For his part, Bilodeau, an editor at a small daily newspaper in New Hampshire, said he’s known a few Yankees fans who are arrogant and loud, just as you’d expect, but also others who are "pretty nice, considering." But, he said, all have a confident, positive attitude that comes from following a winner.

"It’s humiliating. It’s humbling. It’s depressing," Jablome continued. "Mr. Bilodeau has been, as a result of years of this scenario, unable to fully utilize his talents and reach his potential in the work force. I mean, he’s a journalist, for Christ’s sake. Have some pity."

Bilodeau said his vocational goal had once been to be an Olympic ice dancer, but the fear instilled in him through years of Red Sox watching kept him from pursuing his dream.

"It’s true," he said. "I’d be practicing double lutzes, and suddenly I’d picture myself falling in the Olympic long program, or I’d see myself hugging my coach after a flawless program, but the Russian judge was (major league baseball umpire) Larry Barnett, and he only gave me a 4.2! I couldn’t go on, so I turned to journalism, like all the other cynics."

Red Sox management declined to comment on the suit, but a staffer who answered the telephone this afternoon laughed hysterically when told what the call was about. Told this, Jablome attributed the reaction to the team’s "callous disregard for its fans in general, and Mr. Bilodeau in particular."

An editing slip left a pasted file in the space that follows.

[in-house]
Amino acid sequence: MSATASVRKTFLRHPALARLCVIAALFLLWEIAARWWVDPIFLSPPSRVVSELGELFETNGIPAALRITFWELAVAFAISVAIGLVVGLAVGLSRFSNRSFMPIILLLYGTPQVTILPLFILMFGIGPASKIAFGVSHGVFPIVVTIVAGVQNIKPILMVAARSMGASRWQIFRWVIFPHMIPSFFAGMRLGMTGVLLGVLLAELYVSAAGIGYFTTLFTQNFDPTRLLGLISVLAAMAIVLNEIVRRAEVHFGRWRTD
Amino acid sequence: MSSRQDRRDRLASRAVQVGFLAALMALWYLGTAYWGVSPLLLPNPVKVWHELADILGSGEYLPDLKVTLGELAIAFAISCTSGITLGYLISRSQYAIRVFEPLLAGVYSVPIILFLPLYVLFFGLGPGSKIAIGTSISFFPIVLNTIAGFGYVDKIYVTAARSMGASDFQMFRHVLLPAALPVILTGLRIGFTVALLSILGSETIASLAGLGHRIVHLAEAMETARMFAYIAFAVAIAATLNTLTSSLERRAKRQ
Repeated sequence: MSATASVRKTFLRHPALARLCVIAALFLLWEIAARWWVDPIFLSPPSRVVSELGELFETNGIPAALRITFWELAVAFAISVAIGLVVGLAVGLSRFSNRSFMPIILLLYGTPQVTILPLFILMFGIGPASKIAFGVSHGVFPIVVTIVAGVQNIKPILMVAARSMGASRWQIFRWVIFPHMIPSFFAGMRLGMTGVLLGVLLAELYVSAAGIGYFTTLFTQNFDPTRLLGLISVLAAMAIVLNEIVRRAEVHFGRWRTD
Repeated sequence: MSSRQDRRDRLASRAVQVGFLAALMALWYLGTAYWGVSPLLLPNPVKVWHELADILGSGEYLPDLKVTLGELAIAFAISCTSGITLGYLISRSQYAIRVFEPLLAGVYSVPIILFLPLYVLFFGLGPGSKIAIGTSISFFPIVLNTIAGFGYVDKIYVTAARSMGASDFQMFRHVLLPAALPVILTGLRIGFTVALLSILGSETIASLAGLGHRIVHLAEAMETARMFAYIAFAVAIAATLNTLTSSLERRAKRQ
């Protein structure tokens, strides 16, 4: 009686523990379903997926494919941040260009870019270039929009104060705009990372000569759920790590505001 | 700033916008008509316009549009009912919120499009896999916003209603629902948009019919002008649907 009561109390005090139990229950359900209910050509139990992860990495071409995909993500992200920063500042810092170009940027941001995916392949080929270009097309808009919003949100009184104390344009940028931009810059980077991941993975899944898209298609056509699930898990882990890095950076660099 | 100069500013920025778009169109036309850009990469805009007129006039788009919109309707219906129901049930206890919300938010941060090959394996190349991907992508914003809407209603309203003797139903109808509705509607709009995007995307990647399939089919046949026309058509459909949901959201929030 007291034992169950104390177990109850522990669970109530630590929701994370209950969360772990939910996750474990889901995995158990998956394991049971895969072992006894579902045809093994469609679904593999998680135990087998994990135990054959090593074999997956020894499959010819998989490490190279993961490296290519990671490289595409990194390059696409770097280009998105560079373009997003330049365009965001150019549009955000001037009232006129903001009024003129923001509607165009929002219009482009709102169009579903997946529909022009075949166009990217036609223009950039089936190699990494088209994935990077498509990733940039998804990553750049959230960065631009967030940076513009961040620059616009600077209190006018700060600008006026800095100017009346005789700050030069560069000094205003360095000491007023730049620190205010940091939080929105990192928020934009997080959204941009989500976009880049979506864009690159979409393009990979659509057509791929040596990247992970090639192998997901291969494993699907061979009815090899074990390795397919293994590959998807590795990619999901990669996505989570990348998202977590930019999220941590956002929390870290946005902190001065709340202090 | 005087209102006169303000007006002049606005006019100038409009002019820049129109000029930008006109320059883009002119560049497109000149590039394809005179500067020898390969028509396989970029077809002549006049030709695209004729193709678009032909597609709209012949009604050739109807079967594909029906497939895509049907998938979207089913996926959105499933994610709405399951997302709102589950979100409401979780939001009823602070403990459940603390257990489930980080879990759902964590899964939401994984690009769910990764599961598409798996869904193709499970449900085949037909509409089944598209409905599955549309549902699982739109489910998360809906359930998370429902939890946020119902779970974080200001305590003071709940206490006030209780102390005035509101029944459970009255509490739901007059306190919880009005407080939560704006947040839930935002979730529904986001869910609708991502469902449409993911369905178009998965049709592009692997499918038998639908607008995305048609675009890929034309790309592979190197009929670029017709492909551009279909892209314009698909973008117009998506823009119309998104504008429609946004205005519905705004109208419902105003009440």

Bilodeau, who Jablome says has undergone years of unsuccessful therapy for his depression, first broached the subject of a lawsuit this past summer after reading about a Bronx, N.Y., man suing several fast-food chains for contributing to his obesity problem.

"At first, I thought, ‘What a freakin’ loser. What a moron. You suck down McDonald’s quarter-pounders for 30 years, and then wake up and say it’s their fault you’re fat.’ Then I realized he’s a genius," Bilodeau admitted. "It’s so analogous. You’d think he was freely choosing to eat at those restaurants, but everyone knows you can’t avoid them. And in New England, you can’t avoid being a Red Sox fan. And he was fed, so to speak, this marketing that fast food was okay, even good for you. No one fat was ever in their advertising, except Grimace. Likewise, the Red Sox always gave the appearance of being good. The announcers were optimistic. The TV ads always said:

‘This could be the year!’

"But it never was, and the cumulative effect, like for the fat guy in New York, was poor health, in my case, mental. It was suddenly all so clear."
Bilodeau said the Red Sox are unique in this fashion because unlike, say, the Cubs or

Rangers, who are always bad, or the Mets or Tigers, who have won at least once in the past 30 years, the Sox are always on the verge, but never quite get there.

"It’s the story of my life," Bilodeau said. "It’s always waiting for the other shoe to drop. And it’s all their fault. I couldn’t even enjoy last year’s Super Bowl until after it was over. It took three weeks before my few friends could convince me the Patriots actually won. I was still waiting for the kick to hit the upright or the ref to throw a flag."

Jablome said if not for that game, actually, the Patriots might be named as co-defendants, for their similar history of futility. As it is, he’s considering naming Boston media outlets that have carried or written about the Rec Sox’s games over the years.

"Who knows," he said optimistically, "it could even turn out to be a class-action suit. There’s a lot of depression in New England, and it ain’t all from the weather."